Looking specifically at my Department, the Back to Education Allowance scheme run by my Department provides income maintenance for unemployed people returning to further or higher education. Over 6,500 young people participated in the BTEA in the last academic year. The qualifying period for BTEA is 3 months on the live register for second-level courses and 9 months on the live register for third-level courses.
In terms of job-search assistance, some 25,500 young people registered with Employment Services in 2012, representing 36% of all registrants. Registering with Employment Services gives job-seekers access to guidance interviews, job search assistance, and training courses, as well as self-service job-seeking options.
Under the National Employment Action Plan (EAP) persons between the ages of 18 and 65 years who are approaching 3 months on the Live Register are identified by the Department of Social Protection and referred to Employment Services for interview with the aim of assisting them to enter/re-enter the labour market. In 2012, there were some 33,000 referrals of under 25s to the EAP, affecting approximately 26,000 individual jobseekers (those who do not attend initially are referred again). Of those referred, 68% of clients had signed off the Live Register by the end of the year.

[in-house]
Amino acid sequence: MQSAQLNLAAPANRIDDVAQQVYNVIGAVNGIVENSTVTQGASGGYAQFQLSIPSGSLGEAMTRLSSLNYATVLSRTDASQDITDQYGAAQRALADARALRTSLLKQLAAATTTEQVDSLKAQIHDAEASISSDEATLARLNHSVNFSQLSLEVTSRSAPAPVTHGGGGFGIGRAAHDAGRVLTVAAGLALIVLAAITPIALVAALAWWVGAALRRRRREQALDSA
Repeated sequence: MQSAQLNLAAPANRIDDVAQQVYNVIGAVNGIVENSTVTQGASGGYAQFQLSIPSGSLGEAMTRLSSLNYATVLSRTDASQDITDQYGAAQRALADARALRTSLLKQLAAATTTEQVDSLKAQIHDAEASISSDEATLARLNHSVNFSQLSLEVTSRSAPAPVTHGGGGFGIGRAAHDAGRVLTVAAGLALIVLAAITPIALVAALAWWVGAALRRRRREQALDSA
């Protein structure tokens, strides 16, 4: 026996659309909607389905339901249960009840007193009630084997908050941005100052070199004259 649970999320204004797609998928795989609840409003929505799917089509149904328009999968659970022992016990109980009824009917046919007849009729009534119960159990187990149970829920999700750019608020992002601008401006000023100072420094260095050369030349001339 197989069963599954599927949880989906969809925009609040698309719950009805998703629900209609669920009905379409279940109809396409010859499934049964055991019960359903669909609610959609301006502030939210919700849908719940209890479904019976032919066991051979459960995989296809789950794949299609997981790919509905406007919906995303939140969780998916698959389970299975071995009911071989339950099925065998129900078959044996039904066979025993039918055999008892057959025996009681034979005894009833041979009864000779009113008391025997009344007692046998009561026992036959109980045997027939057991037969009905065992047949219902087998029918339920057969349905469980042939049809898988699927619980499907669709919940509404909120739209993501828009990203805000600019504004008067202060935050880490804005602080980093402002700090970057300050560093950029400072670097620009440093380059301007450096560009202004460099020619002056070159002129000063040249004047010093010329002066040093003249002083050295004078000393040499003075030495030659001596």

The Pathways to Work initiative has specific targets for increasing the number of people who are long-term unemployed moving into employment and reducing the average length of time spent on the Live Register. As two out of five young unemployed are long-term unemployed, these targets are pertinent to young people.
There are a number of schemes/programmes available that are focussed on work experience. The most relevant for young people are JobBridge (the National Internship Scheme), and its predecessor the Work Placement Programme. Over 1,500 young people are currently participating on these schemes. The total number of placements of young people on JobBridge during 2012 was 2,700.